Poppy died last night.
He had a stroke, and a few hours later he was gone.
As soon as I heard about the stroke I hysterically told Aaron we had to go. We had to be there. So we threw things in a suitcase, put our children in pajama's and got in the car.
After about an hour of driving, with 2 screaming kids, I started to wonder if this was the best idea. We wouldn't arrive in Middletown until after 4:00am. I highly doubted Olivia would fall asleep in the car. I know most kids fall asleep in the car... and Olivia does during the day, but at night she just won't. We've driven to Disneyland through the night and she wouldn't even close her eyes. And then I prayed and prayed that she would fall asleep. And then the feeling came. Turn around. Go home. Put your babies in their beds, and get a good night's sleep. You will need it. I called and talked to my mom and Nanny. They relieved me of my guilt, and agreed. Go home. Sleep. Nothing I could do there. It was a really really hard decision, despite the peace I felt.
I got the call at 2:30am that Poppy had died. We wouldn't have made it. So now we are getting ready to go.
I don't know what to say. I love that man so so so much. My earliest memories are of him. Him teaching me how to blow bubbles. How to color in the lines. How to salute the flag (before I could walk, if the stories are true). How to peel potatoes. How to pump on a swing. How to jump rope. How to tell time. How to shoot a basketball. How to cook gravy. And the best home fries ever. And the best sloppy joes. And clams. He was a good cook. He taught me how to drive (although last time we were in a car, he asked me to please not tell anyone that, if anyone asks "my grandmother taught me how to drive"). He taught me to love my country. He taught me to be selfless. He taught me charity. And hard work. And truly caring for other people (even if at times it seems like meddling... it's always because of how much you care). He taught me that true joy comes from serving others. The woman I am today, is so shaped by the man he was.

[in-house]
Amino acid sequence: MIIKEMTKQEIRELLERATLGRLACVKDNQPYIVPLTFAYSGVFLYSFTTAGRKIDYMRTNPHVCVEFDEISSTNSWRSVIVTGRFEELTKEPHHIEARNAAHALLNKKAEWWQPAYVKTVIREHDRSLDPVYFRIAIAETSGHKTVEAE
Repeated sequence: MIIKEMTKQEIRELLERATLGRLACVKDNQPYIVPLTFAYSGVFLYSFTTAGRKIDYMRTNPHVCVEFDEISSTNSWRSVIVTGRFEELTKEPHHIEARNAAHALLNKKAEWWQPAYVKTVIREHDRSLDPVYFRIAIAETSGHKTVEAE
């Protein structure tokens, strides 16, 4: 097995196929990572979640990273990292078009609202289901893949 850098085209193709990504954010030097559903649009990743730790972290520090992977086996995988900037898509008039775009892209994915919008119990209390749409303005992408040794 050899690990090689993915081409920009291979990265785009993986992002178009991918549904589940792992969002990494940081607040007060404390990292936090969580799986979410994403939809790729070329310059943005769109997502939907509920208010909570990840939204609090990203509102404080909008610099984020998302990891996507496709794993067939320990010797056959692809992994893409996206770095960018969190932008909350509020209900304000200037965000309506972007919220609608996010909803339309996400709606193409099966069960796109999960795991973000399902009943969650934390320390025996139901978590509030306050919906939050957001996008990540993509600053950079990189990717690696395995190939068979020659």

Aaron through tears last night asked me if I remember when he took us deep sea fishing. How I didn't get a single bite. And then Poppy got a bite, and he handed me his pole so I could reel it in. It sounds so silly. But I mean you sit there with a fishing pole for hours, no one getting anything, and then you finally do... and you hand your pole to your granddaughter next to you, for the only exciting part of the whole trip. And that encompasses who he was. He would rather see me enjoy it than enjoy it himself.
When I turned 12 I got my own bedroom in the basement that my dad built for me. My Poppy painted it. Truth is, I hated it. I hated the color. And the pattern. But then I laid there and realized he did it all himself. By hand. He painted a border around my room. And every time I laid there and looked at it, I thought of his hard work, and I felt so loved. And the truth is, then I loved it.
I've written about his service to the country before. He was a marine from the Korean War. From the Chosin Reservoir. If you look it up you can learn about one of the hardest battles our country ever fought, and certainly the coldest. Poppy told me stories about that war that will be with me forever. I am forever proud of him and his service. I love to tell people Semper Fi, and feel so proud to say my grandfather was a Marine.
He once brought me a picture of a tombstone. All that was written on it was "Poppy". He told me that he would love that. It is so interesting me that all this man has done in his life, that is how he would want to be remembered. "Poppy".